People would say, “Have you tried this or tried that?” These were very hard questions to even try to answer. Meatloaf dinner does not taste good in the blender! You see the base of your tongue is the muscle that pushes your food down as you swallow. Losing that meant I was working strictly on gravity to swallow. My food had to be in a more liquid state or it would just sit there in my mouth. I was becoming depressed.

Depression is death in recovery. It was at this point, I realized it was up to me to make something happen, so I got busy. I researched nutrition and scoured bookshelves for books focusing strictly on soups. Many recipes I had to reinvent to make them possible for me to eat. I learned it was impossible for me to swallow the skin on corn kernels. Who on earth ever thought of that? So I had to run corn through the blender, then a food mill to be able to eat my squash and corn chowder soup. Totally worth the extra effort in the end. Plus this was a step I could skip when feeding others. I was determined to eat healthy DELICIOUS food I could prepare for myself and others.

My hard work and determination paid off in the end. I was sustaining myself and my medical team finally agreed to remove my feeding tube -- almost six months earlier than expected. Besides the dreaded cancer diagnosis, breaking up with food had been one of the hardest things I ever had to do.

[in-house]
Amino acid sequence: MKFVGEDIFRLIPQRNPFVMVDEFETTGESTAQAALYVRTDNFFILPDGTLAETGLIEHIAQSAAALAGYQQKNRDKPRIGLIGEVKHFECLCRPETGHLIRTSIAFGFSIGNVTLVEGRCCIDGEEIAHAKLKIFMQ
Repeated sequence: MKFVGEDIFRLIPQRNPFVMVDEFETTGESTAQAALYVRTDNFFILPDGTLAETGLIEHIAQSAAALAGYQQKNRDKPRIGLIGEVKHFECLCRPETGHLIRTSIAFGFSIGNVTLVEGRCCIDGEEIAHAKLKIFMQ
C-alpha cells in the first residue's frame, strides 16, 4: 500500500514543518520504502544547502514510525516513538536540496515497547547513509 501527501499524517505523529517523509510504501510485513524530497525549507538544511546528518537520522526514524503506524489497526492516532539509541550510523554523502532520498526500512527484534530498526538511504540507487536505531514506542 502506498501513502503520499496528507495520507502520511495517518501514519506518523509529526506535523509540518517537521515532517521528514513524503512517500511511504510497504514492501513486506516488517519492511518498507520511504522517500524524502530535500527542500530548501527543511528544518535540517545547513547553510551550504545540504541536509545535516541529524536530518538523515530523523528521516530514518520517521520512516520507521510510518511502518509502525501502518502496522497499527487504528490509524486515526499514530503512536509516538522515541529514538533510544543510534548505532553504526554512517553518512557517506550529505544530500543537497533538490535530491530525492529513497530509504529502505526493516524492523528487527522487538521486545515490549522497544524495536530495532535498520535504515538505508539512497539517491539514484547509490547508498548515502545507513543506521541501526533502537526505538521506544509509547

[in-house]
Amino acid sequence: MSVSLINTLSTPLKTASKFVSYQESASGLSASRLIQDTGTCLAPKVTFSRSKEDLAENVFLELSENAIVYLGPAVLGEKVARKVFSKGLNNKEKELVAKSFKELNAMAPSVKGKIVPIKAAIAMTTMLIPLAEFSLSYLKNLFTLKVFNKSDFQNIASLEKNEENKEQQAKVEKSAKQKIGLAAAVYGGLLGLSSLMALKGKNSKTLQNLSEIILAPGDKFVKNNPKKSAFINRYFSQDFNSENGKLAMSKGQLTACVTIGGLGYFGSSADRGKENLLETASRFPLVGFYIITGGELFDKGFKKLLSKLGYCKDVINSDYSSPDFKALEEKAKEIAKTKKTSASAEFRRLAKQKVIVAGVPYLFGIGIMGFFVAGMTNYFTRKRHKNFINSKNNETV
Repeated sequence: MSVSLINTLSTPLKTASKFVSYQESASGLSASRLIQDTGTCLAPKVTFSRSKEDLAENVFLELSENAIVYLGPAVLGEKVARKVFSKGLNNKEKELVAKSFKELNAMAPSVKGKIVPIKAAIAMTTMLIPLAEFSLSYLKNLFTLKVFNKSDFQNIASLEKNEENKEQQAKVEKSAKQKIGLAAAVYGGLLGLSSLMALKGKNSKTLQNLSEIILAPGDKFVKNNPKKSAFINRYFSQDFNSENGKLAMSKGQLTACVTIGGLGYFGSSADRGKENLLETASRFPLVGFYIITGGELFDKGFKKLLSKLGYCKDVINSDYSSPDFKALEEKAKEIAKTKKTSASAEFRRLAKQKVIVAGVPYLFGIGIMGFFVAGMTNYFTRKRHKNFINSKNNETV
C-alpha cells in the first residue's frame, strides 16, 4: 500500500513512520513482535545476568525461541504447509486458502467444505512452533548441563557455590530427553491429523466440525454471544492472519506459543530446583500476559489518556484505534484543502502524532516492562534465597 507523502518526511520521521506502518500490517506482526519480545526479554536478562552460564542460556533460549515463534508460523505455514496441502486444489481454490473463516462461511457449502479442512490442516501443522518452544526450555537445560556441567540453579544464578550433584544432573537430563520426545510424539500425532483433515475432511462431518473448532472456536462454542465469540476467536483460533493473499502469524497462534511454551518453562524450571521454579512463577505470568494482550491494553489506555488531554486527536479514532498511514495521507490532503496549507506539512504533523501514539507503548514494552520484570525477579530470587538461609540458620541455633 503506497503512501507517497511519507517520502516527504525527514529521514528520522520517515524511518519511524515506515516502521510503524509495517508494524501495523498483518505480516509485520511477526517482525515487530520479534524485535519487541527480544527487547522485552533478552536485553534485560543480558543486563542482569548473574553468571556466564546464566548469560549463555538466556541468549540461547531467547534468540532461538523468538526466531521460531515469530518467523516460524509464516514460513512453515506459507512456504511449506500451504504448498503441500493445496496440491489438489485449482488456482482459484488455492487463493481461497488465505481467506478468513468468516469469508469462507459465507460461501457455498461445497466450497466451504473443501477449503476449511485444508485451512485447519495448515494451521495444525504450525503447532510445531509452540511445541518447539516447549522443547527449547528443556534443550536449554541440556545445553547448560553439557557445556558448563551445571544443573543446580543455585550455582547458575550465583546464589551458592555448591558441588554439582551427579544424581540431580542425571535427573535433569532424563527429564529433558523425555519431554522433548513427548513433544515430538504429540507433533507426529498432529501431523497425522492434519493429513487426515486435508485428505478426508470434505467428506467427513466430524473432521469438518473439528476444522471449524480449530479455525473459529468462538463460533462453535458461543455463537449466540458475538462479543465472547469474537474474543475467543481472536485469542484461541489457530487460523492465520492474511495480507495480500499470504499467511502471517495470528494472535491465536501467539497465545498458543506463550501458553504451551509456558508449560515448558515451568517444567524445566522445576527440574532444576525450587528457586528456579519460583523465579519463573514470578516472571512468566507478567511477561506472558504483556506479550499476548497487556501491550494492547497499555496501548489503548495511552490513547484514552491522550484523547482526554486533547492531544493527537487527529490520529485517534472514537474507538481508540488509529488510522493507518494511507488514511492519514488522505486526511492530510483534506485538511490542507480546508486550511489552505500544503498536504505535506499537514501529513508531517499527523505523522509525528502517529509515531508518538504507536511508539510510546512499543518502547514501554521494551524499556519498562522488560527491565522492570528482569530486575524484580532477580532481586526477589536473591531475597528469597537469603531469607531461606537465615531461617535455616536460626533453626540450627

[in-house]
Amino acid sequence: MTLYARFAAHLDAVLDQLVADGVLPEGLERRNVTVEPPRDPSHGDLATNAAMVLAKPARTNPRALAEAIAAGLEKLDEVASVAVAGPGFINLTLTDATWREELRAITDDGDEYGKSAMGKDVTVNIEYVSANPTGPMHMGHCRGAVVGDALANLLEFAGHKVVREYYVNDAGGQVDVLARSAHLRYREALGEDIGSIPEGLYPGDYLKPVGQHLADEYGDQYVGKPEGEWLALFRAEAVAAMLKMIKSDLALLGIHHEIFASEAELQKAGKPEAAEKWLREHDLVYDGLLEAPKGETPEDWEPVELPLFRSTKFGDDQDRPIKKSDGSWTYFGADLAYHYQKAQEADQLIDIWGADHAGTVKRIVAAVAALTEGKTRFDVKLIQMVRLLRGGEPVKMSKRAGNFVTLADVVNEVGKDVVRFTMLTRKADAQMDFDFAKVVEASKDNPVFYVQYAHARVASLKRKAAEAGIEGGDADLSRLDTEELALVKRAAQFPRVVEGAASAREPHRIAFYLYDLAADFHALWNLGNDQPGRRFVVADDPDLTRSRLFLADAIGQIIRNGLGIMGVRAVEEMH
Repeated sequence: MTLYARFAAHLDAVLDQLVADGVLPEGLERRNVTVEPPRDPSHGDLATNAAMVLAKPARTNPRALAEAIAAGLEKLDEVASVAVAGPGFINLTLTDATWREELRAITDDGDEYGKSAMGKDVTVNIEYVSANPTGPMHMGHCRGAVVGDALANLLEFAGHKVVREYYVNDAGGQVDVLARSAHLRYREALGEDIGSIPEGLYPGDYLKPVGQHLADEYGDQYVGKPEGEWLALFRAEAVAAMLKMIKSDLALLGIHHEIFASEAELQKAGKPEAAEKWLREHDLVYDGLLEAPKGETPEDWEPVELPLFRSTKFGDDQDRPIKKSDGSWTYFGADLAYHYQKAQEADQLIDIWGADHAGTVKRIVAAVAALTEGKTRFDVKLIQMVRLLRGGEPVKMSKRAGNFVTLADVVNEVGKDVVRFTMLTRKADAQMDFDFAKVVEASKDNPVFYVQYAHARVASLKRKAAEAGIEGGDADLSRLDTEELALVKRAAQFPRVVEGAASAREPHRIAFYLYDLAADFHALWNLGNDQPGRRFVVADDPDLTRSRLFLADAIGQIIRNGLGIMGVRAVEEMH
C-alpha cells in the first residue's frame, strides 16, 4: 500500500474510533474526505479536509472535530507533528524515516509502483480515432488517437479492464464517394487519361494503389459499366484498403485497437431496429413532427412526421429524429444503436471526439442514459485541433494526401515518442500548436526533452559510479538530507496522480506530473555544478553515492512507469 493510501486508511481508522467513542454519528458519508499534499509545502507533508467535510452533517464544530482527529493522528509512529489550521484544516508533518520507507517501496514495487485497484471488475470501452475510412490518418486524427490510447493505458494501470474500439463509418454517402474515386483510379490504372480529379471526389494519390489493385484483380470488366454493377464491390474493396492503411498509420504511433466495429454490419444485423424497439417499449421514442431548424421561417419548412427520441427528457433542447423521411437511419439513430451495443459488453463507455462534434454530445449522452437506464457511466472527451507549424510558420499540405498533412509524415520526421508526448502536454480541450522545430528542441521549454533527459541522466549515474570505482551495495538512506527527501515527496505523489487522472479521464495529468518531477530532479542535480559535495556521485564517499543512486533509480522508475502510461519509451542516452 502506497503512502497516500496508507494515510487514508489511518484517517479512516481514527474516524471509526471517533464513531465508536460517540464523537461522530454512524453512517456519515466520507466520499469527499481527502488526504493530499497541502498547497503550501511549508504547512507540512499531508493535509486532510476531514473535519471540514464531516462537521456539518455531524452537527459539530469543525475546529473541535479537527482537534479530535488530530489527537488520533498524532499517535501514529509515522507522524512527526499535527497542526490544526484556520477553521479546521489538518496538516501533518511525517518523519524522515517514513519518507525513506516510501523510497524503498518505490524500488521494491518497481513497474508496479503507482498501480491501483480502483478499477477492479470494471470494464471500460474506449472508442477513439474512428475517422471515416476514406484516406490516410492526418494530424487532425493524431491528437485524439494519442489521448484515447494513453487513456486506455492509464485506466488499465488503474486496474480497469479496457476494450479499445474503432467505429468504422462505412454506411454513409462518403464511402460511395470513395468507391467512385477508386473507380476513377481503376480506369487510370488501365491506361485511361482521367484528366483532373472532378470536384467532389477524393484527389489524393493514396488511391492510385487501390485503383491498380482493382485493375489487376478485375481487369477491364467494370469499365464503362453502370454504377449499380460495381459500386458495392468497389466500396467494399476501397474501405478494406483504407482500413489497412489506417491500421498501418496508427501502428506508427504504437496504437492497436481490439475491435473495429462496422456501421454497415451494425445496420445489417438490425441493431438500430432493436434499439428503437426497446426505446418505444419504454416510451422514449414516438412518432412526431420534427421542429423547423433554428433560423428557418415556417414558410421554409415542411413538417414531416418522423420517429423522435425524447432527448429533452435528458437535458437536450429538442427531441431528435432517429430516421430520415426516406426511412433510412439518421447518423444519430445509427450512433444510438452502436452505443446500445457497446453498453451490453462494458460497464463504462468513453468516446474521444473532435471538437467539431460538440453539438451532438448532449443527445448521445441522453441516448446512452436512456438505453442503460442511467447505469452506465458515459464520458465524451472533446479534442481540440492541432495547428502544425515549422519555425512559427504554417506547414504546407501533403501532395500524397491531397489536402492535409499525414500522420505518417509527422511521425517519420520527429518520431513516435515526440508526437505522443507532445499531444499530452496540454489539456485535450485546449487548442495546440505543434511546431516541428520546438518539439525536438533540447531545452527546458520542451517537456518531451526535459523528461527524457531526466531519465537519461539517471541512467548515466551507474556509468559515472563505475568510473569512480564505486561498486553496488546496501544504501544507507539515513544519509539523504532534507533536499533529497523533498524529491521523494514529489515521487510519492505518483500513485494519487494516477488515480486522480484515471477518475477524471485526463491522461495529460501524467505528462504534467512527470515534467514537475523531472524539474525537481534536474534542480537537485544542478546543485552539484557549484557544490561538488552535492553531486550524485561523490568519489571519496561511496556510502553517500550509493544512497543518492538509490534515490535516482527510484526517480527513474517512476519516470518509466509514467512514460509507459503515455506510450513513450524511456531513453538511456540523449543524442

My life seemed to become, once again, recognizable to me. I was enjoying my passion for cooking and eating delicious meals. I finally worked myself up to more solid foods and basically tried to eat anything I could get my hands on. I have settled down some since then.

In September of 2016, I had a bit of a set back where my jawbone had started to die due to all the radiation treatment. I had to have my lower left mandible removed due to the necrotic bone. A mandibulectomy with a fibular free flap they call it. In short, they rebuilt my jaw from the fibula of my right leg. I was down, but not out.

Fortunately, for me this time, my feeding tube was placed in my nose. Through sheer will and determination, I was able to leave the hospital five days early and had the feeding tube out in two short weeks. I had to beg them, mind you, with the promise I would return if I had any problems.

I have now become sort of the office mascot. They have asked me to reach out to other patients who are struggling and need some creative inspiration. A job I do not mind. Cancer requires thinking outside the box.

I tell my story because I was only given 5 years to live, 5 years ago. On December 21st, I was given the news I was told I would never hear. “You are in remission.”

I am a fighter.